A chef from France's Champagne region whose restaurant offers 600 of the sparkling wines has been admitted into the exclusive club of establishments with three Michelin stars.
Arnaud Lallement, of the family-run L'Assiette Champenoise near Reims - where house specialities include roasted Brittany langoustines - received a standing ovation from his fellow three-star chefs at a ceremony in Paris.
The chef was the only new addition to the top ranking in this year's France Michelin Guide, gastronomy's bible and restaurant-reviewing institution, which praised Lallement for his use of "ingredients of exceptional quality" and "recipes full of character".
Lallement, 39, said his first reaction on hearing he had been awarded a third star was to think of his father, Jean-Pierre, who died at the age of 50 in 2002.
His father opened a restaurant near Reims in the Champagne heartland of northeastern France in 1975 before moving in 1987 to the table now run by his son at Tinqueux, also near Reims.
Lallement trained under his father before going to work with chefs Roger Verge, Michel Guerard and Alain Chapel, rejoining his father in 1997.
Today, the restaurant is still very much a family affair with his wife working in the eatery and his mother and sister in a hotel that is also part of the family business.
And in a tribute to his father, blue lobster is never off the menu. The dish was one of his father's signatures and Lallement likes to reinterpret it regularly.
Michael Ellis, director of international guides for Michelin, said this year's selection was also notable for the number of young chefs included.
In the one-star category, young chefs were particularly well represented with seven under the age of 30 alone, he said.
Ellis attributed the increase in younger chefs to more opportunities for them to set up on their own without taking huge financial risks.
"Young chefs now are able to find smaller structures, they are able to go out and find a place that might have 20 or 25 covers," he said.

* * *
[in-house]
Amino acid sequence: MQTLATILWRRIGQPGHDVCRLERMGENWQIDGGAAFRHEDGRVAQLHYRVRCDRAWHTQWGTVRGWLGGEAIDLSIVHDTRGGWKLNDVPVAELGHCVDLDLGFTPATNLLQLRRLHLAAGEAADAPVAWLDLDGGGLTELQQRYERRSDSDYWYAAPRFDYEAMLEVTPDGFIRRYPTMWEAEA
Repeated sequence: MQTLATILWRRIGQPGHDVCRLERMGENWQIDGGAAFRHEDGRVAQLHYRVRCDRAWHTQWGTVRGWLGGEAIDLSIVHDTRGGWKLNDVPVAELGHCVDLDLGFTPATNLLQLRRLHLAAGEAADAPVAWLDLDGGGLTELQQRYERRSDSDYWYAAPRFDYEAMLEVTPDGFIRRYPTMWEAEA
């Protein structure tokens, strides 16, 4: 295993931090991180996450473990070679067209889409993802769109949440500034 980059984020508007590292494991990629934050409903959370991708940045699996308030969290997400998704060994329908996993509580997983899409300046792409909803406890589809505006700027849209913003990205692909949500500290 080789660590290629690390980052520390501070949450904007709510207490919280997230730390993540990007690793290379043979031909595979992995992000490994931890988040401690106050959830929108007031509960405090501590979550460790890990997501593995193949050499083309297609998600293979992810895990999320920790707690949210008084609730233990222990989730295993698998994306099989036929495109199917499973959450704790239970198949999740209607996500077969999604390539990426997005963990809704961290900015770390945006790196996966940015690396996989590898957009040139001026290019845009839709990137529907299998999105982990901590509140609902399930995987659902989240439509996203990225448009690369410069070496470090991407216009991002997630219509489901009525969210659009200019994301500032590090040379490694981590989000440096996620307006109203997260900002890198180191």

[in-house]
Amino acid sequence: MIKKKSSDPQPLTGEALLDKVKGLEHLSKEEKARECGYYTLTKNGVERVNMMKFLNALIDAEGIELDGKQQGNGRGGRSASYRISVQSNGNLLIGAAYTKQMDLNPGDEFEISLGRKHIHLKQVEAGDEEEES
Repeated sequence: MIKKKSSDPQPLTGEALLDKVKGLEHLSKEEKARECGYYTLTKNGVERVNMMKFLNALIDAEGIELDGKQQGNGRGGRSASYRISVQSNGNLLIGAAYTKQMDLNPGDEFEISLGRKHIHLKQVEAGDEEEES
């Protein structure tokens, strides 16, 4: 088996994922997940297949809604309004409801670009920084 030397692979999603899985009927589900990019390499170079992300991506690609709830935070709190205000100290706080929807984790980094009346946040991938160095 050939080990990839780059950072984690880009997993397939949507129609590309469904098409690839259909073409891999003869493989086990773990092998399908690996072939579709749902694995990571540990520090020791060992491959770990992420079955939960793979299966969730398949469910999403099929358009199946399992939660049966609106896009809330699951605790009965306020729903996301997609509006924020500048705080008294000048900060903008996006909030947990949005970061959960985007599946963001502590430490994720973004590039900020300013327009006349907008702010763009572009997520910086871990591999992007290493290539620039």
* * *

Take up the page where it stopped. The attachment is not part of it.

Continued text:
"They are able to get started with just maybe one other person and to progress themselves and their cuisine very rapidly and gain a following."
Ellis said smaller restaurants also represented a way of eating that particularly appealed to young people and that the trend was pushing standards up.
"It's bringing the level of food up generally," he said.
"There are people out there who want to eat well and these young chefs generally speaking have very good value for money.
"So it's creating a great dynamic on the gastronomic scene because it's giving people a chance to go out and eat well for not a lot of money," he said.
The world's best-known food guide, Michelin has also been dogged by controversy with critics accusing it of promoting overly-complex, labour-intensive cuisine that is unsustainable for many restaurants, and costly for diners.
It has also been accused of favouring big-name chefs like Alain Ducasse or Joel Robuchon, whose global restaurant empires have notched up stars across Michelin's different editions.
Michelin's France 2014 edition lists just 27 establishments with three stars, 10 of which are in Paris.
Some 79 restaurants have two stars, including six new ones, and 504 have one star, 57 of which are new.
Worldwide, Japan boasts the highest number of three-star restaurants with 28. France is second with 27, followed by Germany with 11.
According to Michelin, restaurants are selected on four criteria, namely "the quality of the produce, the expertise of the chef, the originality of the dishes and consistency throughout the meal and across the seasons".
Of those included in the France 2014 guide, 115 starred restaurants could offer a meal for 30 euros or less, it said.